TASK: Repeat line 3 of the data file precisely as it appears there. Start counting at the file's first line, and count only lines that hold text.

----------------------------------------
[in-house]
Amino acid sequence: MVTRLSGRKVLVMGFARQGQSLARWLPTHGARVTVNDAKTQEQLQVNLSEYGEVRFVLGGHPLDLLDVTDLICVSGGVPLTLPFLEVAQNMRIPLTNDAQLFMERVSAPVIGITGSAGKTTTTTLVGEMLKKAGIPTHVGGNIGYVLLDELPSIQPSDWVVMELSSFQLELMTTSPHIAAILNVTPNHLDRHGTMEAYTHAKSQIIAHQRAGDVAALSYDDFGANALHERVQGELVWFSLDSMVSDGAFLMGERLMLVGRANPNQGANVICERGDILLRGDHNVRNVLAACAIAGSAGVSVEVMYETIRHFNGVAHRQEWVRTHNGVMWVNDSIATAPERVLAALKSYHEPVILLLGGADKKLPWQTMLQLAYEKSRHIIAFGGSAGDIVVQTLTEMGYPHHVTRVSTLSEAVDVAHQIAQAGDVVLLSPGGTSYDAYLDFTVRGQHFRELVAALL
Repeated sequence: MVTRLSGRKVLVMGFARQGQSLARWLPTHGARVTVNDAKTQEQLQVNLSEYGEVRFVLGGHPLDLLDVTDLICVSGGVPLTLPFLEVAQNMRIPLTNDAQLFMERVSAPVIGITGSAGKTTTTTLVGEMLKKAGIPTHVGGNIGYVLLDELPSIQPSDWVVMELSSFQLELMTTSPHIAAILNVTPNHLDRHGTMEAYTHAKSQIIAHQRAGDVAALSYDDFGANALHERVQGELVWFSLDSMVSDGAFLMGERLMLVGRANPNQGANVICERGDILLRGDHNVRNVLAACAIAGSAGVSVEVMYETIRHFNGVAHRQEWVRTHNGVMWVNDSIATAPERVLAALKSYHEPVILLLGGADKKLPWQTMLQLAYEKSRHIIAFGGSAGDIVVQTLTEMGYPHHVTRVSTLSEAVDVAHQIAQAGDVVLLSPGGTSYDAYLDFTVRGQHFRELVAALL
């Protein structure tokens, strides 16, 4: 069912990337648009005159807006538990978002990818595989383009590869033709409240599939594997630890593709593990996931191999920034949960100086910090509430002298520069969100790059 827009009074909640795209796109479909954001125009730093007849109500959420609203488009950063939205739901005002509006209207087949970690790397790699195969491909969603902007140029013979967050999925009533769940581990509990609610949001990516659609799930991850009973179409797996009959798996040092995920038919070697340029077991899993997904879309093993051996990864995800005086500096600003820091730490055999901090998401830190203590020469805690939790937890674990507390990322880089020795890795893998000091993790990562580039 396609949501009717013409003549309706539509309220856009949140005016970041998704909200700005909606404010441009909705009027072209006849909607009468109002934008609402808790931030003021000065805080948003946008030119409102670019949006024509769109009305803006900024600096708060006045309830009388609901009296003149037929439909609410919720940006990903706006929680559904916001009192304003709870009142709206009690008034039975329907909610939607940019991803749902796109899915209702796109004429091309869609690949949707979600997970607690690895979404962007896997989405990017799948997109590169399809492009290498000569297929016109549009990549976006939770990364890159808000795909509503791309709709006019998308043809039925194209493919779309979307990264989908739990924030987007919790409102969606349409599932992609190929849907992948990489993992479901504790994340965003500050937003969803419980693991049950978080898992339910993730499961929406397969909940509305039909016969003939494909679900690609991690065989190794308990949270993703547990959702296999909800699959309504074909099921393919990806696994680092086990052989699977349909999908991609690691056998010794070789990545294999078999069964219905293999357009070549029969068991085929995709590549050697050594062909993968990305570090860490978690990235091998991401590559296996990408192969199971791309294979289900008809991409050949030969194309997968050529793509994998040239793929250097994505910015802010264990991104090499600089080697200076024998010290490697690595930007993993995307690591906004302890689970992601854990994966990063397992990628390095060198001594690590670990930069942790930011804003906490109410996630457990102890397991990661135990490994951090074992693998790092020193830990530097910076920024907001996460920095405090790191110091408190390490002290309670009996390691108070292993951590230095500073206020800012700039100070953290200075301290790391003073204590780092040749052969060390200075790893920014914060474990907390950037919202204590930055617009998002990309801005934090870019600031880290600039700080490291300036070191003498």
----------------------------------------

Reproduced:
Repeated sequence: MVTRLSGRKVLVMGFARQGQSLARWLPTHGARVTVNDAKTQEQLQVNLSEYGEVRFVLGGHPLDLLDVTDLICVSGGVPLTLPFLEVAQNMRIPLTNDAQLFMERVSAPVIGITGSAGKTTTTTLVGEMLKKAGIPTHVGGNIGYVLLDELPSIQPSDWVVMELSSFQLELMTTSPHIAAILNVTPNHLDRHGTMEAYTHAKSQIIAHQRAGDVAALSYDDFGANALHERVQGELVWFSLDSMVSDGAFLMGERLMLVGRANPNQGANVICERGDILLRGDHNVRNVLAACAIAGSAGVSVEVMYETIRHFNGVAHRQEWVRTHNGVMWVNDSIATAPERVLAALKSYHEPVILLLGGADKKLPWQTMLQLAYEKSRHIIAFGGSAGDIVVQTLTEMGYPHHVTRVSTLSEAVDVAHQIAQAGDVVLLSPGGTSYDAYLDFTVRGQHFRELVAALL